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Cycle Counting

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Even though a company may have an active campaign to record inventory accuracy, those records need to be verified through a continuing audit. Those audits are known as performing a cycle counting of work-in-progress, piece part inventory and finished goods.

Explain how cycle counting audits improve inventory accuracy.

Explain how items need to counted on different time schedules.

Please site at least 1 reference.

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Explain how cycle counting audits improve inventory accuracy.

Cycle counting audits can greatly improve inventory accuracy mainly because it involves more frequent counting. Cycle counting means physically conducting a count of the current inventory, in small quantities, multiple times a year, in order to ensure the normal annual inventory count is accurate. When companies use cycle counting, they are doing a double check on their inventory. If errors or inaccuracies are found, then it is necessary to review the inventory to see what caused the discrepancies such as was a product sent that should not have been sent or maybe a product broke and wasn't accounted for. There are all types of reasons that could throw off an inventory count. "Cycle Counting involves counting part of your inventory every day ...

Solution Summary

This article discusses the advantages of using the cycle counting process. It also defines what cycle counting is and describes how companies may utilize it.

See Also This Related BrainMass Solution

Production Cycle- Auditing and Assurance Services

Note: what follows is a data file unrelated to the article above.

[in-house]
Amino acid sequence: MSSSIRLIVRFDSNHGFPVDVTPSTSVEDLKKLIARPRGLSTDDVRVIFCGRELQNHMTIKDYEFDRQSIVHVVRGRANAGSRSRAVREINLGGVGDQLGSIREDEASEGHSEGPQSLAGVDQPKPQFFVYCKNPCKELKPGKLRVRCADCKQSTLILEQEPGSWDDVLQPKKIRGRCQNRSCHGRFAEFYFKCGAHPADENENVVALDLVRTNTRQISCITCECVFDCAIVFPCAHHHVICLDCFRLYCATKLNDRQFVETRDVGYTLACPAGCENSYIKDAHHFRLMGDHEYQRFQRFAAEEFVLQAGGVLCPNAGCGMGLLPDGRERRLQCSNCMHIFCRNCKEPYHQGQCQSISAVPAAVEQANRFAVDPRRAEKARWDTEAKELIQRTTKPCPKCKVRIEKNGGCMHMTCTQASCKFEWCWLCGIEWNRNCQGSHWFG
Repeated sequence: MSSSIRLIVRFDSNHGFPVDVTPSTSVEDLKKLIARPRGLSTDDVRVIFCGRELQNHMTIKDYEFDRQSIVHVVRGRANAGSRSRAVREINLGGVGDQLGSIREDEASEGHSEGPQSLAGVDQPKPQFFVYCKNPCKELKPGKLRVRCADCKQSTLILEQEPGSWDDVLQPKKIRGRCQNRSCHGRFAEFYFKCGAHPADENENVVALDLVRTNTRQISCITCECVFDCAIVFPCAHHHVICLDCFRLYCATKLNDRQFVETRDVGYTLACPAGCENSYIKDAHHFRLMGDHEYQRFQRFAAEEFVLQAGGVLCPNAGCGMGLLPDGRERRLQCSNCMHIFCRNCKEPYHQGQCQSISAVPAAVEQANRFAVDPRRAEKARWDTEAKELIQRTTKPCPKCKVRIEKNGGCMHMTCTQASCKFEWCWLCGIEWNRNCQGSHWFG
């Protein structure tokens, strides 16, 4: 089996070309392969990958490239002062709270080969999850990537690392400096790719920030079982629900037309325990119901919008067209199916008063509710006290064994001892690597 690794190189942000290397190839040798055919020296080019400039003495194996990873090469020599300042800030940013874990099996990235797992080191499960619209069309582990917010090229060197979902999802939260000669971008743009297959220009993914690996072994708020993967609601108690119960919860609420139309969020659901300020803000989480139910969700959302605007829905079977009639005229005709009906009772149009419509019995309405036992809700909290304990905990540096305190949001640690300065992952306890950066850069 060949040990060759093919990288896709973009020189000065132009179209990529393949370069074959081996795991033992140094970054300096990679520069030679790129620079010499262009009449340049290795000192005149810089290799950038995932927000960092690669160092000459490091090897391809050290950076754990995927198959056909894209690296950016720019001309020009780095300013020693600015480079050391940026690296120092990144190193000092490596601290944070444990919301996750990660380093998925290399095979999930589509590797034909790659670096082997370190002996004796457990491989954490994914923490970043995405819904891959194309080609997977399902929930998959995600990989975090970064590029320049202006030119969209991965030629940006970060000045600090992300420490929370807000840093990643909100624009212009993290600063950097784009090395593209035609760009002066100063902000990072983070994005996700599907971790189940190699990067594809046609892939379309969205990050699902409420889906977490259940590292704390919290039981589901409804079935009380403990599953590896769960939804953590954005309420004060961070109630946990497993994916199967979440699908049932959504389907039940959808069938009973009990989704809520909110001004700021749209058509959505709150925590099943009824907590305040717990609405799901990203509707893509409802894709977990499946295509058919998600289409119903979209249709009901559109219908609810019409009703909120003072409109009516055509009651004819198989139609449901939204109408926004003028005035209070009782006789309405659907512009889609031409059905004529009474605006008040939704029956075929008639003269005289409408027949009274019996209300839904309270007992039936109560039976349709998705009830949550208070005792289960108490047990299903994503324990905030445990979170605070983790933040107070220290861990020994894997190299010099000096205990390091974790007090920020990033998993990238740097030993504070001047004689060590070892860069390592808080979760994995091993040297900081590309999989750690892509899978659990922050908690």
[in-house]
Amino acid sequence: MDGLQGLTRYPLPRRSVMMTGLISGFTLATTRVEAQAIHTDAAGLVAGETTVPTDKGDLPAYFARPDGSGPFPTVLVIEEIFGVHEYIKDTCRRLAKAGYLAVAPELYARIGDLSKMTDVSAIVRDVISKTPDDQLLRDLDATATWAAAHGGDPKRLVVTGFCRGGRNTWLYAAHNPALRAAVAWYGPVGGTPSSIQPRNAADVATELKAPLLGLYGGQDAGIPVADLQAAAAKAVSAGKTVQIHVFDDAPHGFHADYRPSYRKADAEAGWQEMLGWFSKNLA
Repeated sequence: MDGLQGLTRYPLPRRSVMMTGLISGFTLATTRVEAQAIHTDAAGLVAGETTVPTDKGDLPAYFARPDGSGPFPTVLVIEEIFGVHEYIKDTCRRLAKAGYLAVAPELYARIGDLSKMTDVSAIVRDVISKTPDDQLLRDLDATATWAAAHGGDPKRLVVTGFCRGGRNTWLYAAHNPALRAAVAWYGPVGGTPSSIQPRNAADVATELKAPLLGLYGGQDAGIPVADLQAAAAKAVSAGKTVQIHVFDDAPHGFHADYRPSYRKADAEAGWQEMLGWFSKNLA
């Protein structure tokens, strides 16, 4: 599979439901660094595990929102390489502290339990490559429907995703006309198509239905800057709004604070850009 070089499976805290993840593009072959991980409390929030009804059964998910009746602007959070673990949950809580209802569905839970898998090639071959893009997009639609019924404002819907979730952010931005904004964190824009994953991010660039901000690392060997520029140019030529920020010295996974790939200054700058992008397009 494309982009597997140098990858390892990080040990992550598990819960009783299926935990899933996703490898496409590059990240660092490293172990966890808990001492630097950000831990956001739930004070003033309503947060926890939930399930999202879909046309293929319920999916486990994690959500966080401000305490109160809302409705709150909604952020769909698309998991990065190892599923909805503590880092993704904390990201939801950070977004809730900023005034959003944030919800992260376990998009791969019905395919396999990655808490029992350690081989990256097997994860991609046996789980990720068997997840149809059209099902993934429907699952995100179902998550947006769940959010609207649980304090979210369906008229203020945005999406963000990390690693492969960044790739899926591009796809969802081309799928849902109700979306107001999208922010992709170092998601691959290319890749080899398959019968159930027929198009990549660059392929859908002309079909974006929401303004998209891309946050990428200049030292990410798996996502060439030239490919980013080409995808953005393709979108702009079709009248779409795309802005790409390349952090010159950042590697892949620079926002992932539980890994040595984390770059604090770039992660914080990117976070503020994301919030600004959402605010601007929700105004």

1. Sales/Inventory Cutoff.

Your client took a complete physical inventory count under your observation as of December 15 and adjusted the inventory control account (perpetual inventory method) to agree with the physical inventory. After considering the count adjustments as of December 15 and after reviewing the transactions recorded from December 16 to December 31, you are almost ready to accept the inventory balance as fairly stated. However, your review of the sales cutoff as of December 15 and December 31 disclosed the following items previously considered:

28,400 36,900 12/14 12/16 12/16
39,100 50,200 12/10 12/19 12/10
18,900 21,300 1/2 12/31 12/31

What adjusting journal entries, if any, would you make for each of these items? Explain why each adjustment is necessary.

Here is my question:::: Do we only need to adjust for the last transaction, which was shipped on ½ and therefore should not be counted for this year?

2. Audit Simulation: Purchasing Cutoff.
When tracing using the cutoff information from the Deember 31 inventory count of Thermo-Tempur Mattresses, you note the following information:

Receiving Report Number Date Received Total Cost
1179 12/28 12,433.61
1180 12/28 8,923.34
1181 12/29 15,448.22
1182 12/31 14,109.33
1183 12/31 11,482.57
1184 1/2 17,852.56
1185 1/3 8,753.95

The purchases list shows that the following items were recorded in December.

Receiving Report Number Date Received Total Cost
1179 12/28 12,433.61
1180 12/28 8,923.34
1181 12/29 15,448.22
1182 12/31 14,109.33
1184 1/2 17,852.56

Prepare a correcting journal entry assuming that Thermo-Tempur uses
A) A periodic inventory system
B) A perpetual inventory system that was updated for the inventory count.

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